Tag Archives: 1960s

1967 AMC Marlin

Before the American Motor Corporation came to control this classic car’s destiny under the AMC name, that is, the AMC Marlin was known as the Rambler Marlin. In order to make more consumers feel like they could ride in style, the company incorporated a “personal luxury” style, which not only gave potential buyers a sizable list of standard features, but also provided several additional features to better suit the needs and wants of a diverse culture. With the combination of the standard and optional equipment, buyers could customize the look and feel of their new car. The AMC Marlin itself was officially introduced to the public in 1965. In the beginning, the car received mixed reviews and had a troubled lifespan. When the 1967 model year Marlin was introduced, it was larger than it was in previous years. 2,545 units were sold, and they were more expensive than the earlier models.

English Invasion

English Invasion: As one of the most prestigious car companies in classic car history, Jaguar rolled out a car in the 1960s that certainly stood out among its competitors. One particular model was given the honor of topping the list of Sports Car International Magazine’s “Top Sports Cars of the 1960s” in 2004, and was later also named one of the “100 Most Beautiful Cars” by the Daily Telegraph in 2008.

The People’s Car – Volkswagen Beetle

Volkswagen BeetleVolkswagen Beetle: Picture a warm summer day, the sun shining bright, with a perfect light breeze to keep the sandy beach just cool enough to walk on. As you take in the waves lapping at your toes, which wiggle happily in the shallow water, you turn to see your closest friends unloading their surf boards and a cooler. It’s the summer sometime in the 1960s, and you couldn’t be happier to be on a tour of the West Coast in your Volkswagen Beetle.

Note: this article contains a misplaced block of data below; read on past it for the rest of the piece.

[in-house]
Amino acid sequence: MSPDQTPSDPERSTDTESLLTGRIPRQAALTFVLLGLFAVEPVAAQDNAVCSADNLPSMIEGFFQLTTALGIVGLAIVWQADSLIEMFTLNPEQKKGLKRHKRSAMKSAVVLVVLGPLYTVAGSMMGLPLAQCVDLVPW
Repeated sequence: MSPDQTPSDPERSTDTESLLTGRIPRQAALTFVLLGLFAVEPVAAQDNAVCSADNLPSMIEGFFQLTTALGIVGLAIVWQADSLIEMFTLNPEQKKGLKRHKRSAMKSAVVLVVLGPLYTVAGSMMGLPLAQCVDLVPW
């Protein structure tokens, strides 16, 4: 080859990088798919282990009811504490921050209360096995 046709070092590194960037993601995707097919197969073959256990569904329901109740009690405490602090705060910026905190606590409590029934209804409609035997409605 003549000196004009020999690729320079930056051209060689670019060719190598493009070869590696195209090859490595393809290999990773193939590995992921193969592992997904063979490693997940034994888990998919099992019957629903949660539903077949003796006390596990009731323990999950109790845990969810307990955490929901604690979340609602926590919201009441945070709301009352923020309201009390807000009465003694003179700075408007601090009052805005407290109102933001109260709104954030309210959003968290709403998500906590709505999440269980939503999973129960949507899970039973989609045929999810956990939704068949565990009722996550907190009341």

The 1962 Studebaker Lark

As America began a new era in the early 1960s, the Studebaker Corporation was desperately tweaking a model which was losing steam. The Studebaker Lark was first introduced in 1959, but by 1961, its sales were already declining. The compact car was missing an iconic American car feature of the time: tail fins. Its design lent itself more to European style, making it difficult for the car to continue competing against other car companies such as the Big 3, which had better adapted to the fickle preferences of the American consumers.

The Comet Rising in the 1960s

Although the car was produced by Mercury until 1977, the 1960s were the years that gave rise to the Comet. Originally planned to be a model of the Edsel, the Comet was to be one of the Ford Motor Company’s new projects for the 1960s and was labeled simply “Comet” until it received its Mercury badges in 1962. Although it was originally conceived as a new Edsel model, the Comet is in fact the twin sister to the Ford Falcon. The Comet shared many chassis, engine, interior, and body components with the Falcon, however it was bigger and more luxurious.

The Ford Mustang and the 1960s

When you take a look at the changes that take place decade to decade, you generally see a rather gradual alteration of the national landscape. However, the pace of the changes that took place during the decade of the 1960s in particularly profound, and they occurred across every aspect of society. From civil rights, women’s liberation, the Viet Nam war and a shifting economy to fashion, art, and music, the sixties were a quantum leap out of the attitudes of the previous decade.

1969 Camaro Z28


69 camaro z281969 Camaro Z28: When you talk about late 1960s muscle cars you have to mention the Camaro Z28, and many people think that the 1969 Z28 was the best of them all. The 1969 Z28 may not have been the fastest car on the road, but it could hold its own and it sure was a beautiful looking motor vehicle.

The 1969 Camaro Z28 featured the cowl induction hood option and the Rally Sport package with the hidden headlights. The 1969 Z28 came with front disc brakes as a standard feature, and four wheel disc brakes were also offered in 1969 for the first time. This option is interesting to note because the all-wheel disc ’69 Z28s are rare–only 206 of them were sold and half of those were in full blown race cars.